Too scared to give my son the MMR jab…then he got measles

Having coffee with my friend Claire, we began chatting about our babies’ upcoming vaccinations. Suddenly, there was an awkward silence.

‘Of course, it’s your decision but are you sure you’re doing the right thing?’ she finally asked.

‘Yes,’ I replied, my cheeks burning.

I knew not everyone would agree with my decision not to give my 18-month-old son Samuel the MMR jab, but I was certain I was doing the right thing.

There’d been a lot of bad press surrounding the vaccination and after I’d heard of children being diagnosed with autism following the jab, it had left me terrified.

My health visitor tried to talk me round. She told me how dangerous, even deadly, it could be it your child ending up catching measles.

I knew it was a big decision but I was sure I’d made the right one. I’d had measles and mumps as a kid and I was fine. And who got measles these days anyway?

But then earlier this year, Samuel fell ill. He’d had a bad chest infection when he was three months old and he’d been prone to them ever since.

At Bradford Royal Infirmary he was put on a nebuliser to help administer medication directly into his lungs. After three days he was back home but he still needed to use an inhaler to help with his breathing.

The following week he went back to school. But when I collected him that Tuesday his teacher said he seemed peaky.

‘It’s just a virus,’ the doctor said.

But the next day, Samuel complained that his ear and throat were sore. His eyes were red and puffy and he’d been sick, too. I dosed him up with Calpol and he lay on the settee watching TV.

The next day morning he seemed better. But by mid-afternoon his temperature had shot up and he started vomiting again.

This time the doctor gave him antibiotics for an ear and throat infection.

The next day he was still poorly. His temperature had soared to over 39 degrees.

‘The TV hurts my eyes,’ he complained. He asked me to turn the lights off, too.

Something didn’t seem right. And when I spotted a pinprick rash on Samuel’s chest and top of his back, I arranged for a home visit.

‘I was worrying it might be measles,’ I admitted.

The doctor laughed. ‘It’s just a nasty virus. He’ll be right as rain in a few days.’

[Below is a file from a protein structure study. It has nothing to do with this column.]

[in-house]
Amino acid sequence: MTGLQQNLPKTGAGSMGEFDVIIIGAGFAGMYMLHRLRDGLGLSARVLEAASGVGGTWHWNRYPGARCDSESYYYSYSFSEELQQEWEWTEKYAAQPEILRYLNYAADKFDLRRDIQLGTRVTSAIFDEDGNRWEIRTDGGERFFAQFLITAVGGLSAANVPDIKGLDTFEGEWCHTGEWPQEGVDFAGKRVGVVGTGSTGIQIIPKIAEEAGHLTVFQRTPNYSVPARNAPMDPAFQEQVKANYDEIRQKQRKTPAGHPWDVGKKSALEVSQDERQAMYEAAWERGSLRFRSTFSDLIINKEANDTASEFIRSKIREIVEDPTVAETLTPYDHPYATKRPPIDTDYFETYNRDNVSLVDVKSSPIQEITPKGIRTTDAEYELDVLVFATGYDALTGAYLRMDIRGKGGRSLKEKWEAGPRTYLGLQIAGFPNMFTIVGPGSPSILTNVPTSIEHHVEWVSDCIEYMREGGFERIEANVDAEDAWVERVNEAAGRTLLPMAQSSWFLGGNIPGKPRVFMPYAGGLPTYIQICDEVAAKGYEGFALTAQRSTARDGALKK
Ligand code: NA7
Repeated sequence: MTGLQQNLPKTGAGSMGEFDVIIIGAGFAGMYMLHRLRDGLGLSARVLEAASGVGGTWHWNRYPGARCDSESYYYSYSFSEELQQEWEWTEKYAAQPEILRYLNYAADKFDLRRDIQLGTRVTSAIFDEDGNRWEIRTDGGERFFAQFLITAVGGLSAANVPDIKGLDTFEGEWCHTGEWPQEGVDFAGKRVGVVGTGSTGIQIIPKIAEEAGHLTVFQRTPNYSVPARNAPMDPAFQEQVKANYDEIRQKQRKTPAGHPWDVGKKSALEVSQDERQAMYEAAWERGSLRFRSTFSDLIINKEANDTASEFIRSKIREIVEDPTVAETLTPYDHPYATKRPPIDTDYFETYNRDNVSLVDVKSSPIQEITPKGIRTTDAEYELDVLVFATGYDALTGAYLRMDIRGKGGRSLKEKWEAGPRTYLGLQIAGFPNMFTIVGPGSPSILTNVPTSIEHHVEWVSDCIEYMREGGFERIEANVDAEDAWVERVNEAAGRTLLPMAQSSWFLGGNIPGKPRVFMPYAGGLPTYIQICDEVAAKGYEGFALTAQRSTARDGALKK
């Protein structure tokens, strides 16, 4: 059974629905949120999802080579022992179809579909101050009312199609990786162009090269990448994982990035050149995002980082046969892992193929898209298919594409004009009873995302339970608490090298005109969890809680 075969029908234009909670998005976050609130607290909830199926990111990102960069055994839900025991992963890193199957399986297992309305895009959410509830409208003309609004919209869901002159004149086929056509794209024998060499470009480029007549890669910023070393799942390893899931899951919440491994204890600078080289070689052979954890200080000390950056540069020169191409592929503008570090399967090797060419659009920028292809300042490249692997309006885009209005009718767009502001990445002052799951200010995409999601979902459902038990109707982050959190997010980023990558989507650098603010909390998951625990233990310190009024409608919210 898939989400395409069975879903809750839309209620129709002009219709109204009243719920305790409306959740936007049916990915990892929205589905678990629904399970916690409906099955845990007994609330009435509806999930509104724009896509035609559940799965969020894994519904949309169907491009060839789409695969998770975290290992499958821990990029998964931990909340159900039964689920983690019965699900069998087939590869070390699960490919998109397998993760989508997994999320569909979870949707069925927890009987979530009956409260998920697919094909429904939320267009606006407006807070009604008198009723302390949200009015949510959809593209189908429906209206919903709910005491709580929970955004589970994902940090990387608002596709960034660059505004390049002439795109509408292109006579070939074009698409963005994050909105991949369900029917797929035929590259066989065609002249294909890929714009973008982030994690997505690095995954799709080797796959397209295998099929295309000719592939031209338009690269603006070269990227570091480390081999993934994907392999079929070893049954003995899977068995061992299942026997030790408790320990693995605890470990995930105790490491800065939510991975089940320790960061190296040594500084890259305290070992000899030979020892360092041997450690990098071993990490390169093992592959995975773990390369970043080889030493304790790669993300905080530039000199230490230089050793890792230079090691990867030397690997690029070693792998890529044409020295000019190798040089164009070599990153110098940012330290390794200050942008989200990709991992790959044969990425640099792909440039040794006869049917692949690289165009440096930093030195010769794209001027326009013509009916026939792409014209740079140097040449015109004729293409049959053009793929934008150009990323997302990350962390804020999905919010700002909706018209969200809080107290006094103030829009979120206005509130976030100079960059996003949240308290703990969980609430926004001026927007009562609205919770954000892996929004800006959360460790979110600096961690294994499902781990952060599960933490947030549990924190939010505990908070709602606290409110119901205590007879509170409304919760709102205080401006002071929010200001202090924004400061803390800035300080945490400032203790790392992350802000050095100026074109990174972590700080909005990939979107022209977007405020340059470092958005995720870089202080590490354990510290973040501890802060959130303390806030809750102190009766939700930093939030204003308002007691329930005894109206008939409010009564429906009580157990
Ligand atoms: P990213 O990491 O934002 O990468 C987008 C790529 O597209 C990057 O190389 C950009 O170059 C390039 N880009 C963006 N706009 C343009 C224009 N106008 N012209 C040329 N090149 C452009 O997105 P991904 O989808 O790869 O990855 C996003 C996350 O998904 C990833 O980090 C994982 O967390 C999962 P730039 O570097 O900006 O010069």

He dosed him up with painkillers and eye drops but the following day rash had got worse. Now it covered his neck, chest and back and his temperature was close to 40 degrees.

I made an emergency appointment at my local hospital. They changed his antibiotics in case it was an allergic reaction and sent us home.

By tea time, the angry spots had spread over his whole body. Call it mother’s intuition, but I was sure it was measles.

I looked it up in the Internet. Red eyes and sensitivity to light; fever; a red-brown spotty rash…all of the symptoms were there. I drove him back to the hospital.

‘It’s not measles,’ the doctor said. ‘I can assure you of that.’

I started to doubt myself. Was I overreacting?

But when we got halfway home my mobile rang. It was the same doctor.

‘Can you come back?’ she said. ‘There’s a chance I was wrong.’

We were put in a room on our own. As they carried out tests, I was close to tears. Why couldn’t anyone tell me what was wrong with my son?

‘I take it he’s had his MMR,’ the consultant asked.

When I said ‘no’, he tutted loudly.

Finally, eight days after this had all started, Samuel’s blood tests came back and he was finally diagnosed with measles.

The guilt was overwhelming. I felt terrible. OK, so I knew there was a risk but ever in a million years did I think it would happen to my son…well you don’t, do you?

I was worried the measles could lead to pneumonia but the consultant told me that luckily Samuel had no complications. I wept with relief.

As the days passed Samuel started to pick up. He was still off his food but slowly, the rash faded.

Looking at him lying there, listless in the hospital bed, I felt really guilty for not protecting him by giving him the jab. Shame throbbed every time the doctors and nurses discussed his illness and brought up the fact he wasn’t vaccinated.

After a week in hospital, Samuel finally came home. He was very tired and had lost over a stone. He needed another week off school to recover fully.

Now, a month on, I still feel bad that I didn’t do everything I could have to protect Samuel. Although I still have my concerns about the MMR I think parents should be able to opt for single jabs on the NHS.

Although it’s very unlikely Samuel will get measles again now, I’m considering paying privately for the single jabs which cost about £150 each. Yes, they’re a lot of money but you can’t put a price on your child’s health, can you?